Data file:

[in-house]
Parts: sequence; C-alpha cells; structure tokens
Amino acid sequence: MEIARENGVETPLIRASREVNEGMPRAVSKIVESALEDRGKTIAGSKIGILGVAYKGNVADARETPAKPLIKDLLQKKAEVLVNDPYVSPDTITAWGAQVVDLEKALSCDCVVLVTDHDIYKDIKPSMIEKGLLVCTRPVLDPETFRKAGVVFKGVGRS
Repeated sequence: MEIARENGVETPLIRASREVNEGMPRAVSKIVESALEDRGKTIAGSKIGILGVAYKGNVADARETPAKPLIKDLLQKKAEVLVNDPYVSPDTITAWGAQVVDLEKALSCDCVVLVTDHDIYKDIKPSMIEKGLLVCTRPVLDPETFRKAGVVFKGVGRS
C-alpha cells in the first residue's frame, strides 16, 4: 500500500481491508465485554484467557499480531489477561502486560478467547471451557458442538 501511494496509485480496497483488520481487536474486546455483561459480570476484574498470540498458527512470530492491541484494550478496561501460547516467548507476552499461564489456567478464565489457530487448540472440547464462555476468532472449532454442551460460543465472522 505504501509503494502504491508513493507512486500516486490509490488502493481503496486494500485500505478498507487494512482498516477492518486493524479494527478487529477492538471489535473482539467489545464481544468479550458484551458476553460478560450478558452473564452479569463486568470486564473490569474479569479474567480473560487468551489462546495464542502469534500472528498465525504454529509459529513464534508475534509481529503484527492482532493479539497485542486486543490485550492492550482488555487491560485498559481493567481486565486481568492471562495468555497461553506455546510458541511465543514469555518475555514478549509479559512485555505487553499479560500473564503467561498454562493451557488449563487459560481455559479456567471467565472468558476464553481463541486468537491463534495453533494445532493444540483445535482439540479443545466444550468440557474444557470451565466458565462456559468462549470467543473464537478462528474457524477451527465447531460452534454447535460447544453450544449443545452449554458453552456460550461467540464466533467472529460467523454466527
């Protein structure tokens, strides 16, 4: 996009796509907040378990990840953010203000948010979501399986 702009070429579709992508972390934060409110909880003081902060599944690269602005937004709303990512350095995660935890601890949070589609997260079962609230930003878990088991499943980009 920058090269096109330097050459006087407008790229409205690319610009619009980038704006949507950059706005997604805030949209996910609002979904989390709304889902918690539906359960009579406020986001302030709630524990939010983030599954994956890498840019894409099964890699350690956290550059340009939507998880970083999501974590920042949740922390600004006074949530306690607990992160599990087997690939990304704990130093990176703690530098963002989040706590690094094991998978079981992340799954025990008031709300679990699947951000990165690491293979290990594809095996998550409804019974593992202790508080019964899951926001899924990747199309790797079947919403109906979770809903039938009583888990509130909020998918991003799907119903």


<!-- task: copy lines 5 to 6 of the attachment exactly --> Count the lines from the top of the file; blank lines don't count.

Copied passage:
C-alpha cells in the first residue's frame, strides 16, 4: 500500500481491508465485554484467557499480531489477561502486560478467547471451557458442538 501511494496509485480496497483488520481487536474486546455483561459480570476484574498470540498458527512470530492491541484494550478496561501460547516467548507476552499461564489456567478464565489457530487448540472440547464462555476468532472449532454442551460460543465472522 505504501509503494502504491508513493507512486500516486490509490488502493481503496486494500485500505478498507487494512482498516477492518486493524479494527478487529477492538471489535473482539467489545464481544468479550458484551458476553460478560450478558452473564452479569463486568470486564473490569474479569479474567480473560487468551489462546495464542502469534500472528498465525504454529509459529513464534508475534509481529503484527492482532493479539497485542486486543490485550492492550482488555487491560485498559481493567481486565486481568492471562495468555497461553506455546510458541511465543514469555518475555514478549509479559512485555505487553499479560500473564503467561498454562493451557488449563487459560481455559479456567471467565472468558476464553481463541486468537491463534495453533494445532493444540483445535482439540479443545466444550468440557474444557470451565466458565462456559468462549470467543473464537478462528474457524477451527465447531460452534454447535460447544453450544449443545452449554458453552456460550461467540464466533467472529460467523454466527
């Protein structure tokens, strides 16, 4: 996009796509907040378990990840953010203000948010979501399986 702009070429579709992508972390934060409110909880003081902060599944690269602005937004709303990512350095995660935890601890949070589609997260079962609230930003878990088991499943980009 920058090269096109330097050459006087407008790229409205690319610009619009980038704006949507950059706005997604805030949209996910609002979904989390709304889902918690539906359960009579406020986001302030709630524990939010983030599954994956890498840019894409099964890699350690956290550059340009939507998880970083999501974590920042949740922390600004006074949530306690607990992160599990087997690939990304704990130093990176703690530098963002989040706590690094094991998978079981992340799954025990008031709300679990699947951000990165690491293979290990594809095996998550409804019974593992202790508080019964899951926001899924990747199309790797079947919403109906979770809903039938009583888990509130909020998918991003799907119903």